Friday, September 27, 2019
11:00 AM - 12:00 PM
Annenberg 213


Autoregressive Simulation of Many-body Quantum Systems
Or Sharir, Ph.D. in Computer Science at the Hebrew University of Jerusalem,
Speaker's Bio:
Or Sharir is concluding his Ph.D. in Computer Science at the Hebrew University of Jerusalem under the supervision of Prof. Amnon Shashua. His research ranges from the theoretical analysis of Deep Learning methods to the application of such methods to other fields, such as Language Understanding and Theoretical Physics. Or also holds a B.Sc. degree in Physics, Mathematics, and Computer Science from the Hebrew University.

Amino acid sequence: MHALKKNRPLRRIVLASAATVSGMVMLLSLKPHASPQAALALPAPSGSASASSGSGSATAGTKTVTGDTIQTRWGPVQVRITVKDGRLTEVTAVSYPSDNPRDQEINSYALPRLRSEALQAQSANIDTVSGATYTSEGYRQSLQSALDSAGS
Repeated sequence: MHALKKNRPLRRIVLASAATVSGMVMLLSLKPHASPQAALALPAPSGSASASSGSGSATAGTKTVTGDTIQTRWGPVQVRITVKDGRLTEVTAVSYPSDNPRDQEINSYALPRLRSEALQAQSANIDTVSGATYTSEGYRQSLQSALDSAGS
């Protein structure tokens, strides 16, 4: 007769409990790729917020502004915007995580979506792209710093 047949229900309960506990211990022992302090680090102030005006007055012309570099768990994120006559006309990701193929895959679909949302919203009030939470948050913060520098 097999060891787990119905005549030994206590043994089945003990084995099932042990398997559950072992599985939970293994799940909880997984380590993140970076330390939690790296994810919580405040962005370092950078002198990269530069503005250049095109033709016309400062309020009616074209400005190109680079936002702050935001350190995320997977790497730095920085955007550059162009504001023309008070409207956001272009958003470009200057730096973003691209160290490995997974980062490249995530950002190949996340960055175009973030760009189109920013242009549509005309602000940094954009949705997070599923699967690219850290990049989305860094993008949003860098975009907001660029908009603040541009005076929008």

Understanding phenomena in systems of many interacting quantum particles, known as quantum many-body systems, is one of the most sought-after objectives in contemporary physics research. The challenge of simulating such systems lies in the extensive resources required for exactly modeling quantum wave-functions, which grows exponentially with the number of particles. Recently, neural networks were demonstrated to be a promising approximation method of quantum wave functions. However, thus far, this approach was mostly focused on more traditional architectures such as Restricted Boltzmann Machines and small fully-connected networks. In this talk, we propose a method for scaling this approach to support large modern architecture. Though significantly more expressive, such architectures do not lend themselves to the conventional methods for employing neural networks for simulating quantum systems. A key part of the simulation is to sample according to the underlying distribution of particle configurations. Current methods rely on Markov-Chain Monte-Carlo sampling, which is too expensive for use with modern architectures, effectively limiting their usable size and capacity. Inspired by recent generative models, we propose a specialized deep convolutional architecture that supports efficient and exact sampling, completely circumventing the need for Markov Chain sampling. We demonstrate our approach can obtain accurate results on larger system sizes than those currently accessible to other neural-network representation of quantum states.

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